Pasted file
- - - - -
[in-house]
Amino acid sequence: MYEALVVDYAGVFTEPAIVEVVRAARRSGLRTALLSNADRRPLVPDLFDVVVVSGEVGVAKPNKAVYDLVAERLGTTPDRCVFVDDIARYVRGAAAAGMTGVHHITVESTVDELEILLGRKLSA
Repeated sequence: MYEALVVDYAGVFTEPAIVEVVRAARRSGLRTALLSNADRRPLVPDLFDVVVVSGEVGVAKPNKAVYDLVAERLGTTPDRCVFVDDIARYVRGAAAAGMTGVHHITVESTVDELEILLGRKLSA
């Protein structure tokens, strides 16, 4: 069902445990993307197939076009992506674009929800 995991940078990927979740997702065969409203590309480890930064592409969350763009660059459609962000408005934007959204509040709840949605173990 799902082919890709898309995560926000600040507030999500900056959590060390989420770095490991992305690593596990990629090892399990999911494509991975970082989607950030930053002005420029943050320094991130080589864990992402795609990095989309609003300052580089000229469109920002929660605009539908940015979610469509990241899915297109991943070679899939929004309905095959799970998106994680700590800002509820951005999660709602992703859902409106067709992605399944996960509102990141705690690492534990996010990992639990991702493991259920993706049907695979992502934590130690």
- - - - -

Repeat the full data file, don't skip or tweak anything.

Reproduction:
[in-house]
Amino acid sequence: MYEALVVDYAGVFTEPAIVEVVRAARRSGLRTALLSNADRRPLVPDLFDVVVVSGEVGVAKPNKAVYDLVAERLGTTPDRCVFVDDIARYVRGAAAAGMTGVHHITVESTVDELEILLGRKLSA
Repeated sequence: MYEALVVDYAGVFTEPAIVEVVRAARRSGLRTALLSNADRRPLVPDLFDVVVVSGEVGVAKPNKAVYDLVAERLGTTPDRCVFVDDIARYVRGAAAAGMTGVHHITVESTVDELEILLGRKLSA
């Protein structure tokens, strides 16, 4: 069902445990993307197939076009992506674009929800 995991940078990927979740997702065969409203590309480890930064592409969350763009660059459609962000408005934007959204509040709840949605173990 799902082919890709898309995560926000600040507030999500900056959590060390989420770095490991992305690593596990990629090892399990999911494509991975970082989607950030930053002005420029943050320094991130080589864990992402795609990095989309609003300052580089000229469109920002929660605009539908940015979610469509990241899915297109991943070679899939929004309905095959799970998106994680700590800002509820951005999660709602992703859902409106067709992605399944996960509102990141705690690492534990996010990992639990991702493991259920993706049907695979992502934590130690």